Blue Spotted Stingray... treatment Help, My beautiful lady is ill! I have a pair of 18" long blue spotted Lymna taeniura. The female has started to become increasingly thin. I have had them over a year and I noticed that this started about 5 weeks ago. <A good long time for this species in captivity> She is starting to look quite bad and I can now see that she is a washed out yellow colour with pale spots. More disturbing is that I can clearly see her pelvic bones through her skin. These are non-existent on the male. <yes> What can I treat her with which will be elasmobranch friendly? The male, typical male, is totally unaffected by the whole thing. He is still feeding and acting as normal <If the fish is still eating, I would try a combination of Piperazine and the anti-protozoal Metronidazole/Flagyl... are you familiar with these materia medica? Do you have a way of weighing this animal to calculate dosage? I strongly encourage you to chat with a veterinarian locally (you may refer them to me), and have them provide you with these compounds.> I am assuming that she has some type of worm infestation. Tankmates are only one cleaner shrimp and a star fish, not a problem to re-locate if treatment demands so. Lastly, she has now started going off her food. Rather than the greedy ganet she was she merely picks at small bits of krill. Other foods are prawns, octopus etc. can you help? <You may have to force feed this animal. Or if worse comes to worse, inject it with the vermifuge and possibly an antibiotic... Chloromycetin in a succinic acid base if your vet. has it/can get it... Bob Fenner> Colin

Stingrays again Thanks for taking the time to reply, I'm off to my vets tomorrow with my list. You reckon it could be worms? <There is that possibility.> I smiled at the thought of weighing and force feeding a stingray : ) Bet that's fun. I'll let you know. <Not so much fun... but perhaps necessary.> Hope you see that I am trying my best to treat her and that I shall not be buying a replacement if she dies. I will also discourage others from buying ribbontails. I have successfully kept Potamotrygon laticeps in the past and assumed that this would be the same deal.  <Freshwater are much easier... higher, longer rates of survivability.> You seemed surprised that they are over a year old. I hope I can keep doing something right. Ultimately I would like to encourage them to mate.  <Yes... most Taeniura lymna die enroute from the wild... almost all others within a month of capture. You can see my appraisal of this species, group in captivity on "Cartilaginous Fishes" sections on our website: www.WetWebMedia.com... read the FAQs there> I sent you another email, sorry if I cluttered your inbox! CD <Be chatting. Bob Fenner>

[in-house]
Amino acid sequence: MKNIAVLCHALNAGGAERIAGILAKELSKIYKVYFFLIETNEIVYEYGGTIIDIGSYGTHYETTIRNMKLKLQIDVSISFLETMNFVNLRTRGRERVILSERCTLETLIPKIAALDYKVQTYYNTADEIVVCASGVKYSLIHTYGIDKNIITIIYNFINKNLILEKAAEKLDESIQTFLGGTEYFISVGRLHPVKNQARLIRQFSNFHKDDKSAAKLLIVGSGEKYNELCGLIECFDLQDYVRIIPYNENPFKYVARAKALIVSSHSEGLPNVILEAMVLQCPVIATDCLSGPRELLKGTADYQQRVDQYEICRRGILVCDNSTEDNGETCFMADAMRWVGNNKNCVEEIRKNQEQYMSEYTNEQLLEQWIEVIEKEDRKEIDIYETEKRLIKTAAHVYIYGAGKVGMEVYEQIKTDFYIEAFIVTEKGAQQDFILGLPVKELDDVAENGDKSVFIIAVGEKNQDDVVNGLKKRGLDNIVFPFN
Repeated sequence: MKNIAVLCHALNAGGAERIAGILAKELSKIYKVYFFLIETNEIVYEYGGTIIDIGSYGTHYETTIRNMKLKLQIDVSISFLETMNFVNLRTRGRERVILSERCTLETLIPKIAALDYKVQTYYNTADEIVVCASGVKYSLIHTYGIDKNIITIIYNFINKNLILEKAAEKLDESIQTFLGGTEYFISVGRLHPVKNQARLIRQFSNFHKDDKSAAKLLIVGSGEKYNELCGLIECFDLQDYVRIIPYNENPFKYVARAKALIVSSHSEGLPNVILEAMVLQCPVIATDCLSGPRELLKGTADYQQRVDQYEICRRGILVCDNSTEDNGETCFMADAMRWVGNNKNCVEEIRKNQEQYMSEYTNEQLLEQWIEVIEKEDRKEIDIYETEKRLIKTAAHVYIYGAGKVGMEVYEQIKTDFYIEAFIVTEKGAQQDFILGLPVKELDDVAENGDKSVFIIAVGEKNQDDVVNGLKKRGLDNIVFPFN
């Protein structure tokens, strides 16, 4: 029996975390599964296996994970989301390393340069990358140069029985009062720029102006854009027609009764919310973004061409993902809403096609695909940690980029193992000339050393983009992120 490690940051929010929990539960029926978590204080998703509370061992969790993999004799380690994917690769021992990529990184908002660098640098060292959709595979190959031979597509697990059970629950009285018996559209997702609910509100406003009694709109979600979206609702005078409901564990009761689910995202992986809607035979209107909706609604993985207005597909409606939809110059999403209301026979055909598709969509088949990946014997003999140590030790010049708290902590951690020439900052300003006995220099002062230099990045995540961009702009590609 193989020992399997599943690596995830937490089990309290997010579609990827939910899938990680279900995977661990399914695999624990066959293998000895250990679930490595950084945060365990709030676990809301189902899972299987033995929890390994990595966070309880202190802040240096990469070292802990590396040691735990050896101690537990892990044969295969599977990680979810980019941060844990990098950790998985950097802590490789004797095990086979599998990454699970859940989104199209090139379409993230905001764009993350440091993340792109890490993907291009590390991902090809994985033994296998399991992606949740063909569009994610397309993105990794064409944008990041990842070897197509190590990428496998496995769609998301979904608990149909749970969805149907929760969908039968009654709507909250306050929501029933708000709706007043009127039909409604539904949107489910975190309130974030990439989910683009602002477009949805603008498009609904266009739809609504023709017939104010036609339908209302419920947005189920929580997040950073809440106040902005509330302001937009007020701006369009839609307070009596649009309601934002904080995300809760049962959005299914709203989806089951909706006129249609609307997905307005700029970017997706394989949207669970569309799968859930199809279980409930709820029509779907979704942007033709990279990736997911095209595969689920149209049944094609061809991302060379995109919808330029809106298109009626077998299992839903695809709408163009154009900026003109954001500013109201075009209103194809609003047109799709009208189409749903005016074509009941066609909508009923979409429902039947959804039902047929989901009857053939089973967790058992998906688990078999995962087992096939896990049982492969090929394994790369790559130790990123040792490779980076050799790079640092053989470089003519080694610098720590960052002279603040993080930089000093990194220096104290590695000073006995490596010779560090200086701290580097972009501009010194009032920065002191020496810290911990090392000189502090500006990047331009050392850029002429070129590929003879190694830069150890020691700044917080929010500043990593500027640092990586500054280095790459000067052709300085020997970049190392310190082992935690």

I recently sent you a question about stingrays. Since writing I have done some more web based research and have found that they are not a species suitable for aquariums. I suppose you just take for granted that if a fish is on sale in a shop it is suitable for an aquarium. Unfortunately that is not the case. <You are right on all accounts> I totally agree with your stand point and they should not be imported. <Ah, good to have company> I would urge people not to support the importation of these fish. <Good> I have had mine for quite a while and everything was great. I think it is probably too late for the female now, but as the male is active, alert, eating and importantly growing I hope he is going to be okay. <Me too> He is in a 150 (imperial) gallon tank with sand, rock work and a cleaner shrimp. He seems okay. Fingers crossed............... <Mine as well. Be chatting my friend. Bob Fenner> Colin 

Sharks and Rays in Aquariums
Gaining an understanding of how to keep these fishes in captive saltwater systems   

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by Robert (Bob) Fenner